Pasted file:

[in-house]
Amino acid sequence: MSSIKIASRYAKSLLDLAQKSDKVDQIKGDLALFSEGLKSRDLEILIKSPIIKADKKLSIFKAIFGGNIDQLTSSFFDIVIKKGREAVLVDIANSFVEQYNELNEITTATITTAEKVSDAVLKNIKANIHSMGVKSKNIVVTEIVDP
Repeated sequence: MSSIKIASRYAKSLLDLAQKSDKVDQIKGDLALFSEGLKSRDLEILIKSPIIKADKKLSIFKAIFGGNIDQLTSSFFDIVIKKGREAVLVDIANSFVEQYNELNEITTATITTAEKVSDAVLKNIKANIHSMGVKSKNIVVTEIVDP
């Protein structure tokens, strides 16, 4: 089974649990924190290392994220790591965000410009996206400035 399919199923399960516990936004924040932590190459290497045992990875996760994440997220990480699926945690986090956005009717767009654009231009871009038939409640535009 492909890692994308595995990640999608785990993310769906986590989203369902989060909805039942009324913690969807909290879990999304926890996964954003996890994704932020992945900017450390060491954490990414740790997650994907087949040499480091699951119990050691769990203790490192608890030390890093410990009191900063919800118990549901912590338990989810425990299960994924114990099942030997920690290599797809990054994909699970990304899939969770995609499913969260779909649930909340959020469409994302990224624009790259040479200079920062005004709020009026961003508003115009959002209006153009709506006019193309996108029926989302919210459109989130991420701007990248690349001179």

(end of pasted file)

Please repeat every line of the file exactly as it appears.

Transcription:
[in-house]
Amino acid sequence: MSSIKIASRYAKSLLDLAQKSDKVDQIKGDLALFSEGLKSRDLEILIKSPIIKADKKLSIFKAIFGGNIDQLTSSFFDIVIKKGREAVLVDIANSFVEQYNELNEITTATITTAEKVSDAVLKNIKANIHSMGVKSKNIVVTEIVDP
Repeated sequence: MSSIKIASRYAKSLLDLAQKSDKVDQIKGDLALFSEGLKSRDLEILIKSPIIKADKKLSIFKAIFGGNIDQLTSSFFDIVIKKGREAVLVDIANSFVEQYNELNEITTATITTAEKVSDAVLKNIKANIHSMGVKSKNIVVTEIVDP
């Protein structure tokens, strides 16, 4: 089974649990924190290392994220790591965000410009996206400035 399919199923399960516990936004924040932590190459290497045992990875996760994440997220990480699926945690986090956005009717767009654009231009871009038939409640535009 492909890692994308595995990640999608785990993310769906986590989203369902989060909805039942009324913690969807909290879990999304926890996964954003996890994704932020992945900017450390060491954490990414740790997650994907087949040499480091699951119990050691769990203790490192608890030390890093410990009191900063919800118990549901912590338990989810425990299960994924114990099942030997920690290599797809990054994909699970990304899939969770995609499913969260779909649930909340959020469409994302990224624009790259040479200079920062005004709020009026961003508003115009959002209006153009709506006019193309996108029926989302919210459109989130991420701007990248690349001179």